Le Grand Tour (2) de Patrick de Carolis 

Le Grand Tour (Partie 2) : Cambodge

I invite you to see or watch again this superb report made a few years ago (2014) by Patrick de Carolis.

The images are superb and Patrick de Carolis' narration is really interesting and very instructive. A report that I of course discovered a few years ago and that I have just seen again with great pleasure.

Patrick de Carolis sets out to discover the temples and royal cities of Thailand and Cambodia. Following in the footsteps of Rama IV, King of Siam in the 19th century, and the French explorer Henri Mouhot, the host begins his journey in Bangkok. 

He takes us across the country to prestigious places with ancestral traditions and makes us discover incredible sites.

Leaving Bangkok and its Royal Palace, Patrick de Carolis takes us to Cambodia, starting his visit with Oudong, the capital of Cambodia for more than two centuries, then he takes us to Phnom Penh, the current capital of Cambodia, the Wat Phnom and the Royal Palace of Pnom Penh where the King of Cambodia lives.

Under French protectorate from 1863 to 1953, we discover the French quarter, then the Khmer dance school at the Academy of Fine Arts of Phnom Phen. The visit continues by passing by the Tonle Sap lake: the largest lake in South East Asia, where lives a nomadic fishermen people who will probably have disappeared in 15 years. These waters, much less fishy than in the past, are soiled, polluted and do not allow the village on its surface, to live with dignity.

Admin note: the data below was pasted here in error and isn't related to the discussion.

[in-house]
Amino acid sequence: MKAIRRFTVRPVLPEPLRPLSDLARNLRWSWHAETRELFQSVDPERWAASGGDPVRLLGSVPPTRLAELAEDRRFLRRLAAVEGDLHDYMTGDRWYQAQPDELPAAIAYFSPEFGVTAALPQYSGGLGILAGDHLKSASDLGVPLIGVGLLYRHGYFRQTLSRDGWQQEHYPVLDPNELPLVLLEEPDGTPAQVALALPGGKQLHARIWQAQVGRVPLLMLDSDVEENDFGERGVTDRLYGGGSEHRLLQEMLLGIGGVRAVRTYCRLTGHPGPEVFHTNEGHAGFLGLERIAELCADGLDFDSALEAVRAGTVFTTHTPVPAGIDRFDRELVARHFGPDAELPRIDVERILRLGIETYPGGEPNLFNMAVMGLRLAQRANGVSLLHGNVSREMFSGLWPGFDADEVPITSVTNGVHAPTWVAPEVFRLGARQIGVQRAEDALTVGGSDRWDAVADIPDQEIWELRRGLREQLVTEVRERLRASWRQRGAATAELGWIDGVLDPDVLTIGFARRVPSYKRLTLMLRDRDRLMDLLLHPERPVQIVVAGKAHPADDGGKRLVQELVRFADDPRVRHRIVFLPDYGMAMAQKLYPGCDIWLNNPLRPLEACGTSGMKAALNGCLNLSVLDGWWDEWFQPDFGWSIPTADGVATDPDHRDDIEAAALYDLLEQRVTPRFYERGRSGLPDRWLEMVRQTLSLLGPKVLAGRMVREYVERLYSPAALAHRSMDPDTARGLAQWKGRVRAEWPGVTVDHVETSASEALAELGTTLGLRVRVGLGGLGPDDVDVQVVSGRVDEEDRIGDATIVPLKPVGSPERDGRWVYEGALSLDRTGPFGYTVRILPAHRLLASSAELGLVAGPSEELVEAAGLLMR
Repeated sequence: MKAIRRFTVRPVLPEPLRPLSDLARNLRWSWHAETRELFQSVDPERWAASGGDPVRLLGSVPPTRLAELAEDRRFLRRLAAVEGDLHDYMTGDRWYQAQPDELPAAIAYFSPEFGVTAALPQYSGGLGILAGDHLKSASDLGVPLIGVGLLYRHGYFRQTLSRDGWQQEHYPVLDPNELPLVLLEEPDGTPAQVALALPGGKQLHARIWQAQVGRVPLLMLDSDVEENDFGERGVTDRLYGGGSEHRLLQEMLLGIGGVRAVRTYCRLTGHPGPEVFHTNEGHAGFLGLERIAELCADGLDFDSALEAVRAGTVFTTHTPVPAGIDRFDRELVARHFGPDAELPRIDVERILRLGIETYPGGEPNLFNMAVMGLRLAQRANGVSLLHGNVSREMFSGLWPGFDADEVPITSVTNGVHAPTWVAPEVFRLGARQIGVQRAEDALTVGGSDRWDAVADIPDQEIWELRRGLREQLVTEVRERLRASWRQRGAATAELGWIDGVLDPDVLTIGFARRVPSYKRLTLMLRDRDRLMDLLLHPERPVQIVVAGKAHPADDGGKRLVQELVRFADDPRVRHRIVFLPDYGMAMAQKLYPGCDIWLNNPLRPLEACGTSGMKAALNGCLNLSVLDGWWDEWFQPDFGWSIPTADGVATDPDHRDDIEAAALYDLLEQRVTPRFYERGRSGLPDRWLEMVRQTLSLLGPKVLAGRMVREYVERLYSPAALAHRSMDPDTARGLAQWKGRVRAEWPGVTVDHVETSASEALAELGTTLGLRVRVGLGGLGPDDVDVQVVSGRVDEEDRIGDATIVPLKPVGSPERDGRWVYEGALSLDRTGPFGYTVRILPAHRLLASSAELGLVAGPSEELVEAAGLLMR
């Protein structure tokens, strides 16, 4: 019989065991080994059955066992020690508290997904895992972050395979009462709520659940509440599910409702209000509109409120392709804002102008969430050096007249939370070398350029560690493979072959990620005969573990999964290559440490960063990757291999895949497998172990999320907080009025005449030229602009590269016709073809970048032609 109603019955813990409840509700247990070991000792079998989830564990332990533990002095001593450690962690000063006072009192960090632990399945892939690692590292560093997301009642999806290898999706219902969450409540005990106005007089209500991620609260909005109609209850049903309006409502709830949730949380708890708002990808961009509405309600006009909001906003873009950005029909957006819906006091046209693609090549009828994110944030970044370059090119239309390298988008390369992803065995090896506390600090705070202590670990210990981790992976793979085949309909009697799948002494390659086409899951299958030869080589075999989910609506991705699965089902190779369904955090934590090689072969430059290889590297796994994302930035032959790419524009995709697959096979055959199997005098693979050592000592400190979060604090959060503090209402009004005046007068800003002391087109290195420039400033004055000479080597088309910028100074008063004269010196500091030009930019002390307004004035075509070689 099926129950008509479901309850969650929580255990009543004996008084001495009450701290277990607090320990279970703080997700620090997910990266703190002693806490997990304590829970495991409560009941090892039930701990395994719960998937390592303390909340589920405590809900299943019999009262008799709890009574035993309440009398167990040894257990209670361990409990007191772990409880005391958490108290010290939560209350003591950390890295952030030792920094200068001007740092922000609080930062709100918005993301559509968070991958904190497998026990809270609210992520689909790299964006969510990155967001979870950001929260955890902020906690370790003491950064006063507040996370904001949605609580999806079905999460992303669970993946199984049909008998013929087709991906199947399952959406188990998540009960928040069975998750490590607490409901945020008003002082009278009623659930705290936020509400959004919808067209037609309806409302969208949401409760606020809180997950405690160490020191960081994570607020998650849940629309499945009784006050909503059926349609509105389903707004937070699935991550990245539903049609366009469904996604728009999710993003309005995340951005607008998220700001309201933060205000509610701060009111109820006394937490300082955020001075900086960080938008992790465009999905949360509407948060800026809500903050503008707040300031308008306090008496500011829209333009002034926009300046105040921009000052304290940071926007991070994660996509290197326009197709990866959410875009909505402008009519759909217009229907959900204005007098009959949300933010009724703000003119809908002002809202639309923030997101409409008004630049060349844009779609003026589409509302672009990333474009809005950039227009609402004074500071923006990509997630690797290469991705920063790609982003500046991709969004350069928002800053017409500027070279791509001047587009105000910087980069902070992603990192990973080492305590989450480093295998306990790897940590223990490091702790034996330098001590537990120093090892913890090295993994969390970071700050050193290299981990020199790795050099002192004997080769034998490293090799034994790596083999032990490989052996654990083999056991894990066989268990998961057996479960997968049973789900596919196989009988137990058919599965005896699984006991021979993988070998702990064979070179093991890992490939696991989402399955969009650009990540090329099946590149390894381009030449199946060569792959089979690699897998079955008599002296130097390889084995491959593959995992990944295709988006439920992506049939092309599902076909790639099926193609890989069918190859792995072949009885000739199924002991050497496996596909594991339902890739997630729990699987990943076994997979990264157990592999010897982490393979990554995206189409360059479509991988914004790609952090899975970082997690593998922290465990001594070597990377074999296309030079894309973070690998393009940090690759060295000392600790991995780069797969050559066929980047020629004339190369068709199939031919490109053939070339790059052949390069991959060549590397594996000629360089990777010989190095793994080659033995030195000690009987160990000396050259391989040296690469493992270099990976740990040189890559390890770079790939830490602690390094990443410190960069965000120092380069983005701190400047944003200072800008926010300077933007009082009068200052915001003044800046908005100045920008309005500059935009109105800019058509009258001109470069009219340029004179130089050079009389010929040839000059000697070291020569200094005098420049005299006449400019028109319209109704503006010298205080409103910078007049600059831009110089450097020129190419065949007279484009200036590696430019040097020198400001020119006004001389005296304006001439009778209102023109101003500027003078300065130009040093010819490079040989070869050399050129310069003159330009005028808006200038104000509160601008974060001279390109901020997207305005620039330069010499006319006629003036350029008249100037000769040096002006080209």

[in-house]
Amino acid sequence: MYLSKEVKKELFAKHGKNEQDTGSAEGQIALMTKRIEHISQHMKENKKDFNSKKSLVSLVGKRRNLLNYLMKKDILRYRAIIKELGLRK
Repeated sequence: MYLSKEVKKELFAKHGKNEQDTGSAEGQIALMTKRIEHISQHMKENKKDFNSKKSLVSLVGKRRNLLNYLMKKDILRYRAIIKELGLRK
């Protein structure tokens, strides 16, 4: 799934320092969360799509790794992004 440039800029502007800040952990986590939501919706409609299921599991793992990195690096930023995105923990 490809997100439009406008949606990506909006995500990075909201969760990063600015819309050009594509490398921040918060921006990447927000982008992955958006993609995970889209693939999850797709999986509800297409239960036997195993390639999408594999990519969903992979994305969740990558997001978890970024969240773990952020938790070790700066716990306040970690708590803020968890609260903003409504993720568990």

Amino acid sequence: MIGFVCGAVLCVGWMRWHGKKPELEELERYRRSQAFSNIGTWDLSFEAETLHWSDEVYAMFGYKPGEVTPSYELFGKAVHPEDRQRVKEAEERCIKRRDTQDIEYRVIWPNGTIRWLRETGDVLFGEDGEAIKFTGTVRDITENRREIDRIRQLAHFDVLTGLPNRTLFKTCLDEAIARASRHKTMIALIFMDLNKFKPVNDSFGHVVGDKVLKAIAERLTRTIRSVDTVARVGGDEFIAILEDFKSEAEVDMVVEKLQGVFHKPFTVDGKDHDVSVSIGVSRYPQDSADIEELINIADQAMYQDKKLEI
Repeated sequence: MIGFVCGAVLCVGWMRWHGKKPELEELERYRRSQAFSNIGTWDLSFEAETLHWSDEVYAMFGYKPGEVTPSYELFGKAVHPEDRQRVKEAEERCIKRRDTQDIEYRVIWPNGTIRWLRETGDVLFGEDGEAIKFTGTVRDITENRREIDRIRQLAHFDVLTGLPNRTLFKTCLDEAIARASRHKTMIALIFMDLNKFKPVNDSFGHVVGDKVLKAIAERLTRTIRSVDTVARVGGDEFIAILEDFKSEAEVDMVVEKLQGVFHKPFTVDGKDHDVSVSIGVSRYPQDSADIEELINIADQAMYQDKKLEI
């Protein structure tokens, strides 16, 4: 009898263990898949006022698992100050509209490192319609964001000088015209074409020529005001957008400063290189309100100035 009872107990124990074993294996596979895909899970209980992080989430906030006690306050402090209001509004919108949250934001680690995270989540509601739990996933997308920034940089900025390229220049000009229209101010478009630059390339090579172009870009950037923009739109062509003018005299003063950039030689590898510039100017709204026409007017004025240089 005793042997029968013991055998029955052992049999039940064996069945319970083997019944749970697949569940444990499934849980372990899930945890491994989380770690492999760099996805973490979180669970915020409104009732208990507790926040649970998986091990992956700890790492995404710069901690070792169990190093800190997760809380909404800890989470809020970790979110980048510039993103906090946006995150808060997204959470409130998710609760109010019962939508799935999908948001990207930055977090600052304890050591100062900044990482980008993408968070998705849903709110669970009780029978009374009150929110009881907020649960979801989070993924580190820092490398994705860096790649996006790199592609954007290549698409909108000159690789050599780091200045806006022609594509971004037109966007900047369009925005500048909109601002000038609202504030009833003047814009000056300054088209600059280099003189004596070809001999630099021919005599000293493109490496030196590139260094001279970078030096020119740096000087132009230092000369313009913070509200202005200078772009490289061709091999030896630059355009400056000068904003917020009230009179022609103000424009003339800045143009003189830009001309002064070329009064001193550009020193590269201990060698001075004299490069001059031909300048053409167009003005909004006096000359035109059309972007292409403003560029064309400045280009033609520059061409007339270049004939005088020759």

Six months a year, under the effect of the monsoon and the flooding of the Mekong River, the Tonle Sap multiplies its surface area by 5.

Crops and entire forests are under 7 meters of water. 1 million people live on the lake, in floating villages or lake cities perched on stilts. In the dry season, the water recedes, revealing streets, rice fields and fields. A thousand-year-old way of life, threatened today by global warming, pollution and the construction of dams, as well as by the temptation of mass tourism.

Finally, this trip ends with the discovery of the Angkor site in the middle of the jungle, which extends over 400km², four times the size of Paris!

Two hundred monuments make up this site, half of which are classified as UNESCO heritage sites.

Splendid images, admirable to watch without hesitation.

Sorry for my non-French speaking friends, this film is in French, but even without understanding the language, the beautiful images in this report speak for themselves.

Part 1 of this fantastic report about Thailand is available in the Thailand section of my website... you can access it by clicking here: